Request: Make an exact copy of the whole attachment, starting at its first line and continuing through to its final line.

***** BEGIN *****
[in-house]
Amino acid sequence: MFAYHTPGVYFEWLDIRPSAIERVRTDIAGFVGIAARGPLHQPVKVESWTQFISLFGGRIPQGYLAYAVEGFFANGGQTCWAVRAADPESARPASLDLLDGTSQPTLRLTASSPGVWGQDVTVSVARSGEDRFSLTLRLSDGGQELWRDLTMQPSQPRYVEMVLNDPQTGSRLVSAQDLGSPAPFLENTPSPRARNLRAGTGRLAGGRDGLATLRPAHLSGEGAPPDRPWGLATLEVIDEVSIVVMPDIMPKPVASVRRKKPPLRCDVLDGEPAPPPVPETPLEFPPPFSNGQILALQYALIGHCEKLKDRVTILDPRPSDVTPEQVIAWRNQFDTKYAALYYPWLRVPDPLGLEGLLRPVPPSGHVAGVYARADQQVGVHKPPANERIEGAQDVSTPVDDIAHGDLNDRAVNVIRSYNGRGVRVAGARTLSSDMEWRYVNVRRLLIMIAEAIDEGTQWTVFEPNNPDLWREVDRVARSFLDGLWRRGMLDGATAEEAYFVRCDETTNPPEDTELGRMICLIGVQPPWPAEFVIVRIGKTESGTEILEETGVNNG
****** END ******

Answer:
[in-house]
Amino acid sequence: MFAYHTPGVYFEWLDIRPSAIERVRTDIAGFVGIAARGPLHQPVKVESWTQFISLFGGRIPQGYLAYAVEGFFANGGQTCWAVRAADPESARPASLDLLDGTSQPTLRLTASSPGVWGQDVTVSVARSGEDRFSLTLRLSDGGQELWRDLTMQPSQPRYVEMVLNDPQTGSRLVSAQDLGSPAPFLENTPSPRARNLRAGTGRLAGGRDGLATLRPAHLSGEGAPPDRPWGLATLEVIDEVSIVVMPDIMPKPVASVRRKKPPLRCDVLDGEPAPPPVPETPLEFPPPFSNGQILALQYALIGHCEKLKDRVTILDPRPSDVTPEQVIAWRNQFDTKYAALYYPWLRVPDPLGLEGLLRPVPPSGHVAGVYARADQQVGVHKPPANERIEGAQDVSTPVDDIAHGDLNDRAVNVIRSYNGRGVRVAGARTLSSDMEWRYVNVRRLLIMIAEAIDEGTQWTVFEPNNPDLWREVDRVARSFLDGLWRRGMLDGATAEEAYFVRCDETTNPPEDTELGRMICLIGVQPPWPAEFVIVRIGKTESGTEILEETGVNNG